To see Smith Island for myself, I recently hitched a ride on the Island Belle II, and official U.S. Mail boat, owned and operated by Captain Otis Tyler. Tyler is reticent to be interviewed at first, but all I have to do is ask him about Smith Island's supposedly bleak future and the floodgates open.
CAPTAIN OTIS TYLER
People saying were sinking. We’re not sinking. The erosion’s getting us, but we’re not sinking. I mean, if we’re sinking, the whole East Coast is sinking.
And as far as Tyler is concerned, Smith Island will stick around, despite a lack of attention from those in a position to help.
You know, we got a governor that's never been here. This is eight years he's been our governor. He's never stepped a foot on Smith Island. He don't care for us and we don’t need to care for him.
Once you're on the island, the first stop for many tourists is the Bay Side Inn, where you can grab a bite to eat, including a slice or two of Smith Island cake. Rebecca Kitching is a waitress at the Bay Side. She just turned 16 so she's one of those young people the community would desperately like to retain, but she wants to be a teacher. And she says that means her future looks brightest off the island.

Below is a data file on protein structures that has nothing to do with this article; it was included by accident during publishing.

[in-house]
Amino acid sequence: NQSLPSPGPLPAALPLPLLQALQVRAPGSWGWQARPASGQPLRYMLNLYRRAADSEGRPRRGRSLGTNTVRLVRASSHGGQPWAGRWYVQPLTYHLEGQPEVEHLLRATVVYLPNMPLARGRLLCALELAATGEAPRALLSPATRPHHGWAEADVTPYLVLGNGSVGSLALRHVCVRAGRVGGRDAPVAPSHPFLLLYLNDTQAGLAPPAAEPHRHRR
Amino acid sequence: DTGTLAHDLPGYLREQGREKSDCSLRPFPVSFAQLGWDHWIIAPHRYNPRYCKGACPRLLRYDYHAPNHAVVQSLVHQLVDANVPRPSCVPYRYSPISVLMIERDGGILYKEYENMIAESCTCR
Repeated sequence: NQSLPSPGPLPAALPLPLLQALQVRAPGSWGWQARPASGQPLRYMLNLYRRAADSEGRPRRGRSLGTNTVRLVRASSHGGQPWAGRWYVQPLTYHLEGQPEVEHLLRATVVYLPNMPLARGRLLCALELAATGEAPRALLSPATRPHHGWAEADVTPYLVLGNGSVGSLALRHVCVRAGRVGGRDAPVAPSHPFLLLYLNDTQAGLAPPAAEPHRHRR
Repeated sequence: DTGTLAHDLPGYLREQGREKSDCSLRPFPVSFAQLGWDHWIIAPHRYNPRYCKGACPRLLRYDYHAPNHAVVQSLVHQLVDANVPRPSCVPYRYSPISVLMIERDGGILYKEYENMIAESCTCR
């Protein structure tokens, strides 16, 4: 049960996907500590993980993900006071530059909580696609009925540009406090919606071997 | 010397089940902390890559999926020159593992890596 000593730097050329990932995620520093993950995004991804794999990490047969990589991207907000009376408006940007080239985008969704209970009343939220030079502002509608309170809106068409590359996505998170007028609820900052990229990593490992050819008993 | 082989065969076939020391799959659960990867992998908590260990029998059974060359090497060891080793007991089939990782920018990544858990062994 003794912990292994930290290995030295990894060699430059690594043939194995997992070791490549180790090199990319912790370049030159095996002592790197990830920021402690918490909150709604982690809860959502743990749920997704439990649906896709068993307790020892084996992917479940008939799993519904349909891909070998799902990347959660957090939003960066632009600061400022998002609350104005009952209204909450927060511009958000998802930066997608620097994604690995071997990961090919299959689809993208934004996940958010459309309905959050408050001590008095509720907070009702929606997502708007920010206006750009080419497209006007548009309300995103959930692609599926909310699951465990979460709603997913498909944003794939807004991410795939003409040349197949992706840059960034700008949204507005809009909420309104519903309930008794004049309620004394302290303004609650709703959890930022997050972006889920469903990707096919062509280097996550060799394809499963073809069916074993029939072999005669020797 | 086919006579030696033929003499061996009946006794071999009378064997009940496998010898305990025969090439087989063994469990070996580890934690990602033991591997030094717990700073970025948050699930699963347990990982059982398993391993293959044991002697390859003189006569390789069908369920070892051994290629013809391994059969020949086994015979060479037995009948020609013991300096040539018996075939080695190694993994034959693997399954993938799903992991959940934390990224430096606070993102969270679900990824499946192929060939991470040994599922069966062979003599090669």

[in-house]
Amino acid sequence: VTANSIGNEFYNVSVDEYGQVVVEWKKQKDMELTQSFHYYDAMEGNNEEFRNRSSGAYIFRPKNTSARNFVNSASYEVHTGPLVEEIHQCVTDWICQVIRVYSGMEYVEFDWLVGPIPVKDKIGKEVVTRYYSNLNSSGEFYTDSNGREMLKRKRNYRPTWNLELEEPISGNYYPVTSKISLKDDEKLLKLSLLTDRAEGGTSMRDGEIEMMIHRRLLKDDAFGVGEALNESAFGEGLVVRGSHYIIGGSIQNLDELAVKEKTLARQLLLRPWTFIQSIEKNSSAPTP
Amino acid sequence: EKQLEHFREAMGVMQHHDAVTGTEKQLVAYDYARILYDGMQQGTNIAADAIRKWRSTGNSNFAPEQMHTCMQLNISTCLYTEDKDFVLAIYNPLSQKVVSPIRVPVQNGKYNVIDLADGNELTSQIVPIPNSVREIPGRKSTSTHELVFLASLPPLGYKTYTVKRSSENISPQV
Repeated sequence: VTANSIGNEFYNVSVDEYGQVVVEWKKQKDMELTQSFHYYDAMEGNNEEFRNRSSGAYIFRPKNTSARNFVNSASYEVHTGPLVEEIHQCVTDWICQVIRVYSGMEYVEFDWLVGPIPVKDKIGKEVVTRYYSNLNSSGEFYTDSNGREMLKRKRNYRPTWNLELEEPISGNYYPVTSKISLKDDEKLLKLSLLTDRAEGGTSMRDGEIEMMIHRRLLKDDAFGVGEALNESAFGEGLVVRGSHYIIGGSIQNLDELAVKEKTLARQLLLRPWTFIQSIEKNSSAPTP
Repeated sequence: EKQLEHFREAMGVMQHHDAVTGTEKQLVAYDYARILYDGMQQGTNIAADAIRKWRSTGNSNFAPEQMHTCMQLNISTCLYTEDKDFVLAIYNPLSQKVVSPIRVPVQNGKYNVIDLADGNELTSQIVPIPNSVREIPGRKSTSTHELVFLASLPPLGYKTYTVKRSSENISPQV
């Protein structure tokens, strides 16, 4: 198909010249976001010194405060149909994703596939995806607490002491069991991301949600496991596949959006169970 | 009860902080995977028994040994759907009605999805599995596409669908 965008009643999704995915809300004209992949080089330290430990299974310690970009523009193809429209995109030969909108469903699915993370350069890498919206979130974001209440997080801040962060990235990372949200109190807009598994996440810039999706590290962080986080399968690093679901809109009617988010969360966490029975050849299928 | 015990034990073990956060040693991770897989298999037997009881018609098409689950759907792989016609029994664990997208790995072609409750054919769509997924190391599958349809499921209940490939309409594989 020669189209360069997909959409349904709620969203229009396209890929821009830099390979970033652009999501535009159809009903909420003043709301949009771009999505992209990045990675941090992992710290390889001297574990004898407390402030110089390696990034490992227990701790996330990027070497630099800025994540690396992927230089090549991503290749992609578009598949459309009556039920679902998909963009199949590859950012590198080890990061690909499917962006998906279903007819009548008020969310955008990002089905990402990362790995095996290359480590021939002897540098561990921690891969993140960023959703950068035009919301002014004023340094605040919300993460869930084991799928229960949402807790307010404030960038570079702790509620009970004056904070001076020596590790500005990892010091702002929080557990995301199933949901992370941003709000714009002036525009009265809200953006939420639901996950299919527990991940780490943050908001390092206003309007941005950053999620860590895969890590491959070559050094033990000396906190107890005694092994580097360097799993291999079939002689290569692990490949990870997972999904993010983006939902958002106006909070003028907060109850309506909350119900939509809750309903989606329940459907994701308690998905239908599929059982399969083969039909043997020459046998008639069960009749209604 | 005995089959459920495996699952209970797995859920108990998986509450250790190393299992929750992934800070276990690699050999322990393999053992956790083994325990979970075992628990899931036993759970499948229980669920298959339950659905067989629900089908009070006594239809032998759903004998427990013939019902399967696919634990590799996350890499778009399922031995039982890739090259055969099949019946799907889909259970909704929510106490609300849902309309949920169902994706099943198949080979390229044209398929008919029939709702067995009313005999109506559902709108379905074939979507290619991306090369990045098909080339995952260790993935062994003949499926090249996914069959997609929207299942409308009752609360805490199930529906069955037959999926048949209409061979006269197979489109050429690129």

MS. REBECCA KITCHING
There's not really much of a life to live here. I mean, you can't -- there aren't a very big variety of jobs. Here it's basically the men crab, the women pick or find other little small jobs. So there's not too much to do.
To kill some time on my visit to the island, I rent a golf cart from the Bay Side and tool around Ewell, the island's main harbor. The skies are stunningly clear and the only thing to spoil the sunny quiet of the day is the occasional biting fly buzzing around my head. On days like today, it's easy to see why Smith Islanders would have such a hard time accepting that the same dark blue waters that have supported their way of life could also be the engine of the community's demise. It's simply beautiful out here.
But University of Maryland Professor Ed Link, a world renowned expert on sea level rise and climate change, says though the science is still uncertain, the data point in one direction for Smith Island.
DR. ED LINK
Environments like the Chesapeake Bay that have a lot of land that is close to sea level, in an environment of rising sea levels and perhaps stormier conditions, they're in for some bad times. And we need to start planning what is pragmatic to do about that right now.